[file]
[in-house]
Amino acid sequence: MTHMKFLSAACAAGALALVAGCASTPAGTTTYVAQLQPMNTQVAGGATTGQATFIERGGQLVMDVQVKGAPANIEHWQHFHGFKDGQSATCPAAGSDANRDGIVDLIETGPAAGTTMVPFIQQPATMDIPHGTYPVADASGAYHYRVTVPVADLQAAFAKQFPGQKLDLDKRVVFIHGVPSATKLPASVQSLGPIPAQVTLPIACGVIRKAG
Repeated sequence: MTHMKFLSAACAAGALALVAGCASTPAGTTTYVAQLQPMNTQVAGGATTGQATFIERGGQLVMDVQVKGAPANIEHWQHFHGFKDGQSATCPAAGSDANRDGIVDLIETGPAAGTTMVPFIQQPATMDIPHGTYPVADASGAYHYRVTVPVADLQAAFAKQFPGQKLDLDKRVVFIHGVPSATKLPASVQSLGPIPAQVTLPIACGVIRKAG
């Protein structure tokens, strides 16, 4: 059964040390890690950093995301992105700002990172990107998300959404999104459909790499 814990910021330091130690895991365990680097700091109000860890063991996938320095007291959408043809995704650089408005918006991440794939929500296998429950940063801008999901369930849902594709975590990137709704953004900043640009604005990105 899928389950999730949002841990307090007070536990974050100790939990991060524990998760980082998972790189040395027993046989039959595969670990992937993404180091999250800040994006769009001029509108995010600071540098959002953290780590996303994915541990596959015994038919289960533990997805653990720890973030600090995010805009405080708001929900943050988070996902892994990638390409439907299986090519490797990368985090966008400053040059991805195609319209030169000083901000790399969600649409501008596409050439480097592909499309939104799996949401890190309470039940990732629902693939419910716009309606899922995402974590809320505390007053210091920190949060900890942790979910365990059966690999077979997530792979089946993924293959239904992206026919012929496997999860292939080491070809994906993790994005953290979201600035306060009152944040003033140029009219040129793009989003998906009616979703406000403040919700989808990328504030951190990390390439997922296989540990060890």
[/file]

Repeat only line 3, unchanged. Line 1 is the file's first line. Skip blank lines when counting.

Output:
Repeated sequence: MTHMKFLSAACAAGALALVAGCASTPAGTTTYVAQLQPMNTQVAGGATTGQATFIERGGQLVMDVQVKGAPANIEHWQHFHGFKDGQSATCPAAGSDANRDGIVDLIETGPAAGTTMVPFIQQPATMDIPHGTYPVADASGAYHYRVTVPVADLQAAFAKQFPGQKLDLDKRVVFIHGVPSATKLPASVQSLGPIPAQVTLPIACGVIRKAG